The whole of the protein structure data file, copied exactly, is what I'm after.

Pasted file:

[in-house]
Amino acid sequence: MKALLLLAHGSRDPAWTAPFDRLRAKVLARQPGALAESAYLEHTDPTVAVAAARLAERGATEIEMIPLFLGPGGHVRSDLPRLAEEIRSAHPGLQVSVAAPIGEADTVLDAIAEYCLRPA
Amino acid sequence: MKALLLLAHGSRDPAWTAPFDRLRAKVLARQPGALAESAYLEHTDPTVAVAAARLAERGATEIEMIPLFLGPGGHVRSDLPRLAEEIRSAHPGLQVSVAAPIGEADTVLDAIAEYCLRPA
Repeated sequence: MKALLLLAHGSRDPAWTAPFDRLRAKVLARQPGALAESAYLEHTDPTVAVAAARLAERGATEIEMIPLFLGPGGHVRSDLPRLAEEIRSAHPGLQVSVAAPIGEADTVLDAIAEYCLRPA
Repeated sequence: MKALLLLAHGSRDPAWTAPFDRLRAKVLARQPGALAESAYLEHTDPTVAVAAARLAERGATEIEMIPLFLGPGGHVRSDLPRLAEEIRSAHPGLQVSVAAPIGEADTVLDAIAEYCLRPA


[in-house]
Amino acid sequence: MKALLLLAHGSRDPAWTAPFDRLRAKVLARQPGALAESAYLEHTDPTVAVAAARLAERGATEIEMIPLFLGPGGHVRSDLPRLAEEIRSAHPGLQVSVAAPIGEADTVLDAIAEYCLRPA
Amino acid sequence: MKALLLLAHGSRDPAWTAPFDRLRAKVLARQPGALAESAYLEHTDPTVAVAAARLAERGATEIEMIPLFLGPGGHVRSDLPRLAEEIRSAHPGLQVSVAAPIGEADTVLDAIAEYCLRPA
Repeated sequence: MKALLLLAHGSRDPAWTAPFDRLRAKVLARQPGALAESAYLEHTDPTVAVAAARLAERGATEIEMIPLFLGPGGHVRSDLPRLAEEIRSAHPGLQVSVAAPIGEADTVLDAIAEYCLRPA
Repeated sequence: MKALLLLAHGSRDPAWTAPFDRLRAKVLARQPGALAESAYLEHTDPTVAVAAARLAERGATEIEMIPLFLGPGGHVRSDLPRLAEEIRSAHPGLQVSVAAPIGEADTVLDAIAEYCLRPA